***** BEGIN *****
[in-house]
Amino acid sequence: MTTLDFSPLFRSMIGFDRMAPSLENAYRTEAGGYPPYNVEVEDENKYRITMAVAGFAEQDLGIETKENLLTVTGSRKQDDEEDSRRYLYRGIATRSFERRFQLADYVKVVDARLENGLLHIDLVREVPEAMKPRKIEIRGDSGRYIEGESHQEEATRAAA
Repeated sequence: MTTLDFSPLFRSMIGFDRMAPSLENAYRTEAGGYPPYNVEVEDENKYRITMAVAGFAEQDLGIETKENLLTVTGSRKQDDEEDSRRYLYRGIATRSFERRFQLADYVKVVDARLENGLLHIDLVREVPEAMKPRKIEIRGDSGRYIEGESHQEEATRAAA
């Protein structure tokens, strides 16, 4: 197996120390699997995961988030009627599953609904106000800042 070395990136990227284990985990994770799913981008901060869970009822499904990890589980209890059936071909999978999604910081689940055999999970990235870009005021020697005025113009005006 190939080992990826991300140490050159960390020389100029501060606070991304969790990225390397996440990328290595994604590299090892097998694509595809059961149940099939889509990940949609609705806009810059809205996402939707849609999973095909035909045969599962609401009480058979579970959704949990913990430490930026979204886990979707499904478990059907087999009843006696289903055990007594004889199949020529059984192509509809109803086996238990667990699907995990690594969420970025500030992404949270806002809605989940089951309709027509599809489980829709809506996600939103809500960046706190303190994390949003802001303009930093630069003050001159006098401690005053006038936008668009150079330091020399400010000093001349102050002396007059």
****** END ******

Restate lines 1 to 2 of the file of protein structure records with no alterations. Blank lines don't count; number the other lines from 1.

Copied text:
[in-house]
Amino acid sequence: MTTLDFSPLFRSMIGFDRMAPSLENAYRTEAGGYPPYNVEVEDENKYRITMAVAGFAEQDLGIETKENLLTVTGSRKQDDEEDSRRYLYRGIATRSFERRFQLADYVKVVDARLENGLLHIDLVREVPEAMKPRKIEIRGDSGRYIEGESHQEEATRAAA